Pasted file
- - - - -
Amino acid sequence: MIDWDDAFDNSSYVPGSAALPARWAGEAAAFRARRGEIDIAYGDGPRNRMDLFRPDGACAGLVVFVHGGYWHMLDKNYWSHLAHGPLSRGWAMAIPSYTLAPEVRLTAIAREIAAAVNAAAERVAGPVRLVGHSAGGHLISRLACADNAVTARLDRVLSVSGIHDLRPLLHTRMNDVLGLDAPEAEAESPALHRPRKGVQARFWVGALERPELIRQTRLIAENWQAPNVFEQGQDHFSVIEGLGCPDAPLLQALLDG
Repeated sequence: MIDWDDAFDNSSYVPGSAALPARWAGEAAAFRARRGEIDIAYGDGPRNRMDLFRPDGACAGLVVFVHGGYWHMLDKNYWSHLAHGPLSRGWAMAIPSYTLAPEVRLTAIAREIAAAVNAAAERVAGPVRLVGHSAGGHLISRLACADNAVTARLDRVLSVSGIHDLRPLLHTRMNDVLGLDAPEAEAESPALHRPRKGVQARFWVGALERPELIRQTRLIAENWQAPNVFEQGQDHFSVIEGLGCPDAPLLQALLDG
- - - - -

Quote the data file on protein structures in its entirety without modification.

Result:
Amino acid sequence: MIDWDDAFDNSSYVPGSAALPARWAGEAAAFRARRGEIDIAYGDGPRNRMDLFRPDGACAGLVVFVHGGYWHMLDKNYWSHLAHGPLSRGWAMAIPSYTLAPEVRLTAIAREIAAAVNAAAERVAGPVRLVGHSAGGHLISRLACADNAVTARLDRVLSVSGIHDLRPLLHTRMNDVLGLDAPEAEAESPALHRPRKGVQARFWVGALERPELIRQTRLIAENWQAPNVFEQGQDHFSVIEGLGCPDAPLLQALLDG
Repeated sequence: MIDWDDAFDNSSYVPGSAALPARWAGEAAAFRARRGEIDIAYGDGPRNRMDLFRPDGACAGLVVFVHGGYWHMLDKNYWSHLAHGPLSRGWAMAIPSYTLAPEVRLTAIAREIAAAVNAAAERVAGPVRLVGHSAGGHLISRLACADNAVTARLDRVLSVSGIHDLRPLLHTRMNDVLGLDAPEAEAESPALHRPRKGVQARFWVGALERPELIRQTRLIAENWQAPNVFEQGQDHFSVIEGLGCPDAPLLQALLDG